When you boil it all down, there’s only one thing to say about the new Mini: it looks a lot like the old Mini. Yes, it’s better; yes, it’s faster; yes, the engineers continually emphasize the number of parts that aren’t shared with the outgoing car. But the point remains: underneath it all, the design seems to say, the new Mini is still a Mini.
This, predictably enough, is exactly how the engineers at BMW, Mini’s parent company, planned it. The differences are hard to catch unless you’ve got both the new and the old car side by side. The new version may be bigger in every way, but the proportions and deep-fried retro styling cues haven’t changed.
There are a bunch of possible explanations for this, but most likely, the Mini didn’t get altered much because the Germans didn’t want to mess with a good thing. More than 150,000 examples of the 2002-2006 Mini have sold here–better than twice the official sales estimates. Suddenly, car companies and product planners had proof that a fun, relatively inexpensive, dynamically balanced small car could work in America. Stateside drivers went nuts. Cultlike single-marque clubs sprung up almost instantly. BMW, as surprised as anyone, sat back and watched the cash roll in.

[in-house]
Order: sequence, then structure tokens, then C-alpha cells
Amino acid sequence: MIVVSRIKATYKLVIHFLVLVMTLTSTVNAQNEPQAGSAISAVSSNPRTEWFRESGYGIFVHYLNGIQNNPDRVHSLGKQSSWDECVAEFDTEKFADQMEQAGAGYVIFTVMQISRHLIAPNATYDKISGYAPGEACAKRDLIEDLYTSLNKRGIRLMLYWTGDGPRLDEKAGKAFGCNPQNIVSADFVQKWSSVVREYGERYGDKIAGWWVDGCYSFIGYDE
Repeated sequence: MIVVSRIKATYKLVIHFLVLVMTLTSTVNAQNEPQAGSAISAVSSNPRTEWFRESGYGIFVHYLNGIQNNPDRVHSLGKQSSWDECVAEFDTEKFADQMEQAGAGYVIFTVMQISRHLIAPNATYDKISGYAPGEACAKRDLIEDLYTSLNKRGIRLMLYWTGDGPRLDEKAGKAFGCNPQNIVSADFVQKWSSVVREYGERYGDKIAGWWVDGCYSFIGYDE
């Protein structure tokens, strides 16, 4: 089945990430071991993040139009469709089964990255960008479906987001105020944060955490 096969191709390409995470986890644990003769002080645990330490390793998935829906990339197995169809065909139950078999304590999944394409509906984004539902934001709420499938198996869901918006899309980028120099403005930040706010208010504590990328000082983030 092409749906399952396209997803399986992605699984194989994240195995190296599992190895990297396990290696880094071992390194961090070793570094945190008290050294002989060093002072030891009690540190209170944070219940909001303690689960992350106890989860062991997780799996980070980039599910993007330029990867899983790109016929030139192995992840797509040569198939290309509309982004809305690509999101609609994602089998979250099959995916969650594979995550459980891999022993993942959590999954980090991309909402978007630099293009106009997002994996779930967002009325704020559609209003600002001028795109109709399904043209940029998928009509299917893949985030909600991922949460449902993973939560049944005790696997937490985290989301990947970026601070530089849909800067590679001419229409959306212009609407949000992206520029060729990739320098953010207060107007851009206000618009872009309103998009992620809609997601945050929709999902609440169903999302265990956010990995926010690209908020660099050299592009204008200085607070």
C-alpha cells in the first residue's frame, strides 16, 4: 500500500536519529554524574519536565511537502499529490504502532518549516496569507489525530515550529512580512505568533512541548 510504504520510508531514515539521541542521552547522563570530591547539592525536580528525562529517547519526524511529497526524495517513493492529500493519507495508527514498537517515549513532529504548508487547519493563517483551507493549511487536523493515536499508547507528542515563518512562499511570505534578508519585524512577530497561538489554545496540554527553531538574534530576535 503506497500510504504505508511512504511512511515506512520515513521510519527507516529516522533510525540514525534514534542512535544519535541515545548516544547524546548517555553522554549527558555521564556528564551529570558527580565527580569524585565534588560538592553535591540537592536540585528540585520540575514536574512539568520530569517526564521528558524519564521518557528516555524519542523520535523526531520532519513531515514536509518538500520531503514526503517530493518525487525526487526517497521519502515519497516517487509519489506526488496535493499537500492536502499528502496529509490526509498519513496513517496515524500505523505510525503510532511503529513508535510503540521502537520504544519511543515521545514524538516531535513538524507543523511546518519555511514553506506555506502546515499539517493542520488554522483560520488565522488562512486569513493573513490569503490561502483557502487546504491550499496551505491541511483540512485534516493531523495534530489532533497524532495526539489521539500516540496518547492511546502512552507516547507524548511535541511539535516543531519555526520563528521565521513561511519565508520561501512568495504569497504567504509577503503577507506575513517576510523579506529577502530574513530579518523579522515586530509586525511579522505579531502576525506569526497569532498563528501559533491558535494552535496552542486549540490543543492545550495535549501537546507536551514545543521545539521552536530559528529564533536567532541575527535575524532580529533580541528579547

So what happens when you try to improve upon a success? In the world of cars, “newer” usually means “bigger, fatter, and faster.” The new Mini is indeed larger (exterior length goes up by nearly three inches), but thanks to the extensive use of aluminum in both engine construction and the rear suspension, an ’07 Mini Cooper weighs about the same as a similar ’06 (the stick-shift S is actually eleven pounds lighter than before). Power now comes from a 1.6-liter, aluminum-block four-cylinder; 118-hp Cooper models get BMW’s Valvetronic variable valve-lift technology, while the 172-hp Cooper S gains direct injection and a twin-scroll turbocharger offering 11.6 pounds of max boost. (The turbo powertrain, however, necessitated a relocation of the intercooler, which means that the Cooper S’s signature hood scoop is no longer functional.)
Although Europeans are buying their first ’07 Minis right now, the new car won’t make it to our shores until February. The long-wheelbase Mini arrives within the following year and will probably be badged the Clubman or the Traveller. The new convertible will come along soon after; the current convertible will be sold until then.
New reality, this is the Mini. We believe you’ve already met.